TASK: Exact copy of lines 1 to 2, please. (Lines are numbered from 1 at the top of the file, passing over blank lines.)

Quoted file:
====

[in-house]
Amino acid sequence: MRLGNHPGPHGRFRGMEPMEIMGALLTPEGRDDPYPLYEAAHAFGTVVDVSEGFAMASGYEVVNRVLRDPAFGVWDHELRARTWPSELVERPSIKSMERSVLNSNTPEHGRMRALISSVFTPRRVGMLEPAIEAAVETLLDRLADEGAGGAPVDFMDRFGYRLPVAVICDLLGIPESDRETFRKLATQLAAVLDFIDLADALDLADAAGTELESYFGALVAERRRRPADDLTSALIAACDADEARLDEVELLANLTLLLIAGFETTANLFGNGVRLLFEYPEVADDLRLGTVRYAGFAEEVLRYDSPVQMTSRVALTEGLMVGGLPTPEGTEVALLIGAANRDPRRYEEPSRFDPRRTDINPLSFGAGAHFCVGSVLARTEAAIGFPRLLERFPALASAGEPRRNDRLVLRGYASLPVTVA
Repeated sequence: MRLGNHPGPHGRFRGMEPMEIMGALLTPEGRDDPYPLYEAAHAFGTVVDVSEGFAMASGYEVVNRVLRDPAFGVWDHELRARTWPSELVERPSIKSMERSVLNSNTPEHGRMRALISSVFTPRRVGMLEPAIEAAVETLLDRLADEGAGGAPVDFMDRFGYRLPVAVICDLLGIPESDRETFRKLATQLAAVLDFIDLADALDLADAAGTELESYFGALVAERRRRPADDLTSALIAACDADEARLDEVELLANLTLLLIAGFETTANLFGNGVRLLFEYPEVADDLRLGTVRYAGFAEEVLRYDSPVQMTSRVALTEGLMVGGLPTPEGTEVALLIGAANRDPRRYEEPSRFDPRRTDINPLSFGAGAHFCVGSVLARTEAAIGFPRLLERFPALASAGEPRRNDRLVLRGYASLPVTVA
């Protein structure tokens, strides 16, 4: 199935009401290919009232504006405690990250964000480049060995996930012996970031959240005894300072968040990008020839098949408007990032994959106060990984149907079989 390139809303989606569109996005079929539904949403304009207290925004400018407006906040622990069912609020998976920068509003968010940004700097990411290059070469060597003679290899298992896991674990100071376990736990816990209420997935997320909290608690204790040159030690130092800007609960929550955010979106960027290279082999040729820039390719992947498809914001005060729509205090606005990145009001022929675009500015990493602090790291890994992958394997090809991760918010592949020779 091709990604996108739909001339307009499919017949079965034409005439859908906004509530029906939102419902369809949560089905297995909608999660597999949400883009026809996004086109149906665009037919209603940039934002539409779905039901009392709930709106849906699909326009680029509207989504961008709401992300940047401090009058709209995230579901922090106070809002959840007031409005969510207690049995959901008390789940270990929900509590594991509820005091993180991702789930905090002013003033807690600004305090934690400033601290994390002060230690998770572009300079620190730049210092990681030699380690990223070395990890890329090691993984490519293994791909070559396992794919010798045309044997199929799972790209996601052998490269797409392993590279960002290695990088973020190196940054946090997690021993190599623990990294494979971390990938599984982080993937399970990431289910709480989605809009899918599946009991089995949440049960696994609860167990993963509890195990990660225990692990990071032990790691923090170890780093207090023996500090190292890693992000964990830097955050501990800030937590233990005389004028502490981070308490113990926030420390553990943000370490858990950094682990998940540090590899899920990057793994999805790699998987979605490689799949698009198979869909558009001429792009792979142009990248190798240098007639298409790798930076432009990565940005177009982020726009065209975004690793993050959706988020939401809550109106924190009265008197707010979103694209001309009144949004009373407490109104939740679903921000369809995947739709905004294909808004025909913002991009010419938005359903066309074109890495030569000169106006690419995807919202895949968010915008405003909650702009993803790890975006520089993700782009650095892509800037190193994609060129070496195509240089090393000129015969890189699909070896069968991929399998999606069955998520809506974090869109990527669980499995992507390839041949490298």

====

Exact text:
[in-house]
Amino acid sequence: MRLGNHPGPHGRFRGMEPMEIMGALLTPEGRDDPYPLYEAAHAFGTVVDVSEGFAMASGYEVVNRVLRDPAFGVWDHELRARTWPSELVERPSIKSMERSVLNSNTPEHGRMRALISSVFTPRRVGMLEPAIEAAVETLLDRLADEGAGGAPVDFMDRFGYRLPVAVICDLLGIPESDRETFRKLATQLAAVLDFIDLADALDLADAAGTELESYFGALVAERRRRPADDLTSALIAACDADEARLDEVELLANLTLLLIAGFETTANLFGNGVRLLFEYPEVADDLRLGTVRYAGFAEEVLRYDSPVQMTSRVALTEGLMVGGLPTPEGTEVALLIGAANRDPRRYEEPSRFDPRRTDINPLSFGAGAHFCVGSVLARTEAAIGFPRLLERFPALASAGEPRRNDRLVLRGYASLPVTVA